Claudia Castillo’s brand new, tailor-made windpipe, which European scientists created last year by lining the cartilage of a donated trachea with her own stem cells, has been heralding a new “cells into organs” era. Potentially, research could now improve radically “the ability of adult stem cells to treat patients with serious diseases”, said Professor Martin Birchall, one of the scientists involved in the pivotal surgery in Spain, whose spectacular success made the world’s headlines last November.
Similar treatments, the same scientists anticipate, could soon be tried on transplants of other hollow organs, such as bowel, bladder and reproductive tract. No immunosuppressant drugs would be needed for a transplanted organ to be accepted by the body anymore. Professor Paolo Macchiarini, the Barcelona Hospital Clinic surgeon who operated on the 30-year old Colombian mother-of-two, admitted he had been very afraid: “Before this, we had been doing this work only on pigs. But as soon as the donor trachea came out of the bioreactor it was a very positive surprise.” Professor Birchall from the University of Bristol, who helped to grow the woman’s bone marrow cells into the cells that surround the windpipe, added that in 20 years’ time, virtually any transplant organ could be made this way.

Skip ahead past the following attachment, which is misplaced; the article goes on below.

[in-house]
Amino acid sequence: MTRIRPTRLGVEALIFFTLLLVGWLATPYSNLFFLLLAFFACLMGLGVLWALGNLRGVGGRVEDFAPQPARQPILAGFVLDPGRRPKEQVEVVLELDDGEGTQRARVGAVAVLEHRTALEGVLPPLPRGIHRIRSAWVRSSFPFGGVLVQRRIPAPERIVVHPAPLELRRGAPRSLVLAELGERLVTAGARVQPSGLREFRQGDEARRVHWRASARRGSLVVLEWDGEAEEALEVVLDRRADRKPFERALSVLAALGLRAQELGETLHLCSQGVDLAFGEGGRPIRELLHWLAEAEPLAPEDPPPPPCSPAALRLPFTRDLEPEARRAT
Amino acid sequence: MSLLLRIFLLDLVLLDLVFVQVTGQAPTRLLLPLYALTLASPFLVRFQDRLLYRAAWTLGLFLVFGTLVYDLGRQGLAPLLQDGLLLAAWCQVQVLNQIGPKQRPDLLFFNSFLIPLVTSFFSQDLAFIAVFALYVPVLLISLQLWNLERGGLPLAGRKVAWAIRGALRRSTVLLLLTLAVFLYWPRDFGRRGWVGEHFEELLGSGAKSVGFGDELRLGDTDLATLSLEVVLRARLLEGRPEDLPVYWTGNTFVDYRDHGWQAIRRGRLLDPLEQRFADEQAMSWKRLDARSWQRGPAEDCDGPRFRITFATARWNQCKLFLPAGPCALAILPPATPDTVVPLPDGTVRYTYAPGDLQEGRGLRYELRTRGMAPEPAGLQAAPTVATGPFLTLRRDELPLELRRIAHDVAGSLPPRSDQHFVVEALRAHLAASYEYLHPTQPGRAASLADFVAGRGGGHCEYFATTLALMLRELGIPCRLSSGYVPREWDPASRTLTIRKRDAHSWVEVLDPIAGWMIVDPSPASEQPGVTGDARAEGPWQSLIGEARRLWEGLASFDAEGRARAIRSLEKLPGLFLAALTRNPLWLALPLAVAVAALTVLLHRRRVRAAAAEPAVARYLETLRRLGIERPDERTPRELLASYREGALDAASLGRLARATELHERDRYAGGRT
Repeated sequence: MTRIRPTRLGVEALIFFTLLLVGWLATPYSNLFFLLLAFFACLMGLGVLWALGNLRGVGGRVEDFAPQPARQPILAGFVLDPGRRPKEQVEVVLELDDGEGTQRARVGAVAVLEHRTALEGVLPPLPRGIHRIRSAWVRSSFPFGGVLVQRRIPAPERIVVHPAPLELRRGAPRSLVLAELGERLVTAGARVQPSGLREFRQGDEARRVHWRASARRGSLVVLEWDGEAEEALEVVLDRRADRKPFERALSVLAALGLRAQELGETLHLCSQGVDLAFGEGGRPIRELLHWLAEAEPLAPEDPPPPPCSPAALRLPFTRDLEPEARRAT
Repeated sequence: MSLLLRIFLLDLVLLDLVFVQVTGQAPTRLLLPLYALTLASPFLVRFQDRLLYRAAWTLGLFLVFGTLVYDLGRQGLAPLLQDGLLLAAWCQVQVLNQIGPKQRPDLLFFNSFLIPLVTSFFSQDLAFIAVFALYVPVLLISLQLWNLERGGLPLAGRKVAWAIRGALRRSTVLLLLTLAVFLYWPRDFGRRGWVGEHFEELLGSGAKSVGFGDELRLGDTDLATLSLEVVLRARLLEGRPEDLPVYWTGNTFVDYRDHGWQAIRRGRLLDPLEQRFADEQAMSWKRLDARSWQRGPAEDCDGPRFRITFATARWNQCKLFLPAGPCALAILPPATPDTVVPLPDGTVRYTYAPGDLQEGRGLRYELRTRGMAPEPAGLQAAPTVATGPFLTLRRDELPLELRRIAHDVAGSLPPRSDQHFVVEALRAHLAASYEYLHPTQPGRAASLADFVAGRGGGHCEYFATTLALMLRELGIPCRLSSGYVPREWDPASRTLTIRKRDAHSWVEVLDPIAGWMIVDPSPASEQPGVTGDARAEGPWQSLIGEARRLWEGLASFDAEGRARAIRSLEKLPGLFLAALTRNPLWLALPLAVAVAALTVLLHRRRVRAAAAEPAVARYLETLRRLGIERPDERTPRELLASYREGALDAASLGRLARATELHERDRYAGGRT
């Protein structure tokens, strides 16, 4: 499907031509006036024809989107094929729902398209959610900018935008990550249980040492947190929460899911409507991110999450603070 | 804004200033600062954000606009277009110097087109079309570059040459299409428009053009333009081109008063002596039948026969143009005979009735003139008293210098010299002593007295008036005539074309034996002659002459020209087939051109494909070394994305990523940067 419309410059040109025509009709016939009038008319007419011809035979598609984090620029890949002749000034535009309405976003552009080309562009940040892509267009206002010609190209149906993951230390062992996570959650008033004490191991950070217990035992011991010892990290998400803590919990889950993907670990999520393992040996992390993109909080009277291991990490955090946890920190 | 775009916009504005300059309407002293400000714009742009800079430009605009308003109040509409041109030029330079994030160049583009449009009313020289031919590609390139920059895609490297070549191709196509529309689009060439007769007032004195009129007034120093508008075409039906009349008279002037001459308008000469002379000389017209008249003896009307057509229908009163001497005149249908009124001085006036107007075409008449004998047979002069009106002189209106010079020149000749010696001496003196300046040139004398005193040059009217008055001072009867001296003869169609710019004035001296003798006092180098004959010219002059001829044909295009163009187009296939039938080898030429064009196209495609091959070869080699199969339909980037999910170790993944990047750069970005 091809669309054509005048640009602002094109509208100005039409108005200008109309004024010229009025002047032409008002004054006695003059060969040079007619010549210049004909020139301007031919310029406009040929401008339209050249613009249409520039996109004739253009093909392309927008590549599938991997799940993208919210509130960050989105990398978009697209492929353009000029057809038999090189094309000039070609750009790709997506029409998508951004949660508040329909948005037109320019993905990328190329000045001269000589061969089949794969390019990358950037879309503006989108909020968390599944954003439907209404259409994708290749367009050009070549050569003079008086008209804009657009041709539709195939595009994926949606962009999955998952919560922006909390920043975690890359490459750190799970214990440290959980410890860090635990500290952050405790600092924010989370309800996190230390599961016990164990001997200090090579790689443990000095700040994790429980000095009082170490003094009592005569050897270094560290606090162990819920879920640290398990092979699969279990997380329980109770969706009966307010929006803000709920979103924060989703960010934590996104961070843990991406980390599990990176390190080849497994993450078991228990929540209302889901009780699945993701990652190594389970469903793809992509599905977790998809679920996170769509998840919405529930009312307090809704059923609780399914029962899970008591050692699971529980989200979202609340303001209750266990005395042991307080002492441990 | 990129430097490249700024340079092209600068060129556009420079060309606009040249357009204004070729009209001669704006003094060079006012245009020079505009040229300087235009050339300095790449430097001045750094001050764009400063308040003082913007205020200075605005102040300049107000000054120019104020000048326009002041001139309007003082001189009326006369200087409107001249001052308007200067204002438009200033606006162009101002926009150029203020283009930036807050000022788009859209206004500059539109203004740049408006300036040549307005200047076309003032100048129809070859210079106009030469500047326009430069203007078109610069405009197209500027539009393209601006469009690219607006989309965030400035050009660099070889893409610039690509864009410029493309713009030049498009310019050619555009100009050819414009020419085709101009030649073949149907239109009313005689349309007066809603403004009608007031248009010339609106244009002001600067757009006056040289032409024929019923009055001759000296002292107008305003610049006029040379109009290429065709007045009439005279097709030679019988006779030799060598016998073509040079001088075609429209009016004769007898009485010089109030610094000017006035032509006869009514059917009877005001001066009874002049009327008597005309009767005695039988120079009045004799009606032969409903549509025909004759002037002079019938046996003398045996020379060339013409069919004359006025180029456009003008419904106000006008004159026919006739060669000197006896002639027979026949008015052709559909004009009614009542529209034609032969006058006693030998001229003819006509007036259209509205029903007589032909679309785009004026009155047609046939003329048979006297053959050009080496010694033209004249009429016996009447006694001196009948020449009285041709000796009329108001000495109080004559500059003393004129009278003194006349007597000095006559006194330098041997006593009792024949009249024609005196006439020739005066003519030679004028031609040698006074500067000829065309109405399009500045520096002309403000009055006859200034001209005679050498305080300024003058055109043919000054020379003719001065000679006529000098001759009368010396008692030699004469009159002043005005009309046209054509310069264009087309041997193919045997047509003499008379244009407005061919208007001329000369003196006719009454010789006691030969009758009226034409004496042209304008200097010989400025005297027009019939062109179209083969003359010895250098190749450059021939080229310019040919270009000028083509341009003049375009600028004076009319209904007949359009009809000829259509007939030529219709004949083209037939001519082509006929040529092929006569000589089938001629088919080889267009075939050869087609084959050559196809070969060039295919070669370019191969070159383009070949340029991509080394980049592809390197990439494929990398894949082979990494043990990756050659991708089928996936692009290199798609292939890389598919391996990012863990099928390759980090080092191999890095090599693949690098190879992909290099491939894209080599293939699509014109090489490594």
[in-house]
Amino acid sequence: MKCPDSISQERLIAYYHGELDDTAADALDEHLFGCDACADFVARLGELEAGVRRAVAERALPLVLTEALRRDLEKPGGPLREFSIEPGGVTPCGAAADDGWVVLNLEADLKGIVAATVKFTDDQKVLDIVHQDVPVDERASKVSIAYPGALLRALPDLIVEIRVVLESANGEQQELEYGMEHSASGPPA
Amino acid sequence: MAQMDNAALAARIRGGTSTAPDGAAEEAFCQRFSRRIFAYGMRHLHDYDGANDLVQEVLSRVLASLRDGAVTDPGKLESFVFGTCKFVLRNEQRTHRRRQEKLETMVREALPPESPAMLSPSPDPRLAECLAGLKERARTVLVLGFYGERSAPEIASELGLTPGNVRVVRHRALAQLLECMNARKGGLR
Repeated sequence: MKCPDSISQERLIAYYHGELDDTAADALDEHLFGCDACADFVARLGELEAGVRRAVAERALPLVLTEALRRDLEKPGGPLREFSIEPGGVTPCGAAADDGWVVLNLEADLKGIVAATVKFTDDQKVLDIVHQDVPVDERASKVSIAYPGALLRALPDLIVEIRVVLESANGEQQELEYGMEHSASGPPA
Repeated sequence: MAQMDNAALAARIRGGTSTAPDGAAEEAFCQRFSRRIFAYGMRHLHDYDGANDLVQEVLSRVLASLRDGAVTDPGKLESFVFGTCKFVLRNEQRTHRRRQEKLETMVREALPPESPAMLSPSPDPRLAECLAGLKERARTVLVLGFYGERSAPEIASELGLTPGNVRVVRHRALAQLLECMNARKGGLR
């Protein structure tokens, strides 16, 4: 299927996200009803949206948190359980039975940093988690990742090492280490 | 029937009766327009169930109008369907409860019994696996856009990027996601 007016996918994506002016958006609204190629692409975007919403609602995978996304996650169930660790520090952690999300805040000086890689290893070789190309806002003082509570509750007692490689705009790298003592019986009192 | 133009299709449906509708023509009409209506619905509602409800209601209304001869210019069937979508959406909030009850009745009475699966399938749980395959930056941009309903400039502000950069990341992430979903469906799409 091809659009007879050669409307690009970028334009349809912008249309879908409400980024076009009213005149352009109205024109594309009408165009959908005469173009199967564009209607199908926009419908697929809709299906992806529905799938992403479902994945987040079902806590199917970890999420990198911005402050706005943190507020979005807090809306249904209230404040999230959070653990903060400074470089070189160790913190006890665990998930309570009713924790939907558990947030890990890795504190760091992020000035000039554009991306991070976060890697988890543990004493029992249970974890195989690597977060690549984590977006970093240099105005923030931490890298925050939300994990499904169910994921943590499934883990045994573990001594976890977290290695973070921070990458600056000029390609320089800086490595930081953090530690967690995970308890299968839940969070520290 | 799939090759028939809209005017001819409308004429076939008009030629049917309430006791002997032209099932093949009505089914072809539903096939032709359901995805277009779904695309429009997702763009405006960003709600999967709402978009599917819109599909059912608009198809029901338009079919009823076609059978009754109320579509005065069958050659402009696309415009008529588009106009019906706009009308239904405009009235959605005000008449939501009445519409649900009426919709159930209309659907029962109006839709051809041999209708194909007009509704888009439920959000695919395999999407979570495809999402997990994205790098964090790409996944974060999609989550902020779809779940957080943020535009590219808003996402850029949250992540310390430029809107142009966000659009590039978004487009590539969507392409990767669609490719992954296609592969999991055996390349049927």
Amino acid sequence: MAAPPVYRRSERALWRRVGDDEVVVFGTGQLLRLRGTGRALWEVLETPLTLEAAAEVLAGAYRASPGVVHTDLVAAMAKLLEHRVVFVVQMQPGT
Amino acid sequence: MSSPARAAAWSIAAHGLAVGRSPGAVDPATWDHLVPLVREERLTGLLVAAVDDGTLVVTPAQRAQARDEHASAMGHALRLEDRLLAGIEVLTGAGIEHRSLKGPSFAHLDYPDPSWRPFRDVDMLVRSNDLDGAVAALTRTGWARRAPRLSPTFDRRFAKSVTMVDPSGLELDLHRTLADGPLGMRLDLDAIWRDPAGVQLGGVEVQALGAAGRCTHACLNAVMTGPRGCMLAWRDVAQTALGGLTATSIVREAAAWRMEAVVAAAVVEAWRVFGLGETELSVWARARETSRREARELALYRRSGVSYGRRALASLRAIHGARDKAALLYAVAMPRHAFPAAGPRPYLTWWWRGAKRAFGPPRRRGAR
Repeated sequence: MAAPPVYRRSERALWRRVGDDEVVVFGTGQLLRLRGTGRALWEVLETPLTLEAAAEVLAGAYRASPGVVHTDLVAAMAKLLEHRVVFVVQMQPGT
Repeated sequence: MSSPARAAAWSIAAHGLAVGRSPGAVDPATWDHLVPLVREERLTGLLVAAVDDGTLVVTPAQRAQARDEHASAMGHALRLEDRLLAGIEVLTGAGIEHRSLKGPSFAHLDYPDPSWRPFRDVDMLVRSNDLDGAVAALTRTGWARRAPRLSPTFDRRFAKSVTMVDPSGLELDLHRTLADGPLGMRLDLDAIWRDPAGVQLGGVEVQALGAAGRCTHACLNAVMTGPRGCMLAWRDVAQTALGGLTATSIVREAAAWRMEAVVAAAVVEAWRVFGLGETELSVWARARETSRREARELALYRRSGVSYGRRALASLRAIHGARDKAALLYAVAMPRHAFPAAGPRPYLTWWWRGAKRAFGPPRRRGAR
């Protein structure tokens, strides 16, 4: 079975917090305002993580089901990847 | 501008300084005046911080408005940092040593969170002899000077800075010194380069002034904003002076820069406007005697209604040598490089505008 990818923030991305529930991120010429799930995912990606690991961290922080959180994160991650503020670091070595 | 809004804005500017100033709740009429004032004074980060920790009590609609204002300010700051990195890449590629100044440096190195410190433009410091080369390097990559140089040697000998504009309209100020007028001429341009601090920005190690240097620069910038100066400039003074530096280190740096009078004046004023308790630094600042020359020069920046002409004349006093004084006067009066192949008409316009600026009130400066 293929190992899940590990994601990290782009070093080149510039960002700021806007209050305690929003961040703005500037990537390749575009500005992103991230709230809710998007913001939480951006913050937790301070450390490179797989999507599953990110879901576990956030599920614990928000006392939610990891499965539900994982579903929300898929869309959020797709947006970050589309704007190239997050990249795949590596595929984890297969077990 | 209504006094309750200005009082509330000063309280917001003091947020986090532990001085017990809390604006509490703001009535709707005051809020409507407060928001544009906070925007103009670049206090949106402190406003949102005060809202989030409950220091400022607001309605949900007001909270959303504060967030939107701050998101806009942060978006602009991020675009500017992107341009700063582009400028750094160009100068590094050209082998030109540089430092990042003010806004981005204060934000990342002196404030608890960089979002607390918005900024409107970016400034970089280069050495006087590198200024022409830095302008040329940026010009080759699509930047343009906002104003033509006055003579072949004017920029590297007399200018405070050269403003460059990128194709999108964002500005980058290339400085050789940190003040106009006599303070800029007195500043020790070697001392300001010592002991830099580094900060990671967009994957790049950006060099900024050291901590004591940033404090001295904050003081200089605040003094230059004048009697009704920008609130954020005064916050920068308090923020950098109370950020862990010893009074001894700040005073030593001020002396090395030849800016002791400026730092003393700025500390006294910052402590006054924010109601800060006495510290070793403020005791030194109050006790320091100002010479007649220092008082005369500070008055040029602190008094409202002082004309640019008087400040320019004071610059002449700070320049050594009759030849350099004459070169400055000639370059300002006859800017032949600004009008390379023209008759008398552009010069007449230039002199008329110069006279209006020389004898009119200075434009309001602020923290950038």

Their team, which included Italian scientists from the University of Padua and the Polytechnic of Milan, aims to go on doing windpipe and voice box transplants in cancer patients, which brings the dream of made-to-order spare body parts a little closer. In the meantime, many other techniques are being tested, such as joining clusters of cells to build larger tissues. Two American chemists, for instance, have just proved that they can assemble cells into microtissues that can perform functions such as secreting hormones and responding to them.
Professor Carolyn Bertozzi from Berkeley University and Assistant Professor Zev Gartner believe that “people used to think of the cell as the fundamental unit. But the truth is, there are collections of cells that can do things no individual cell could ever be programmed to do. We are trying to achieve the properties of organs now, though not yet organisms”. Bertozzi and Gartner, who built a little gland similar to a lymph node, are convinced these 3-D cell arrangements introduce “a whole new level of cellular behavior”. Eventually, clusters could be built on yet more clusters into an artificial organ. But it remains to be seen which kinds of tissue their method may allow scientists to assembly from the bottom up.
In the meantime, some bioengineers are working on another technique called bioprinting, which they hope may enable replacement limbs or organs to be “printed to order”. Such an approach involves taking a solution of cells called “bioink” and squirting it into an inkjet printer to make layers of cells on the microscale, which scientists could try to use to cover a 3-D scaffold of cells in order to see whether they can grow into any shape.
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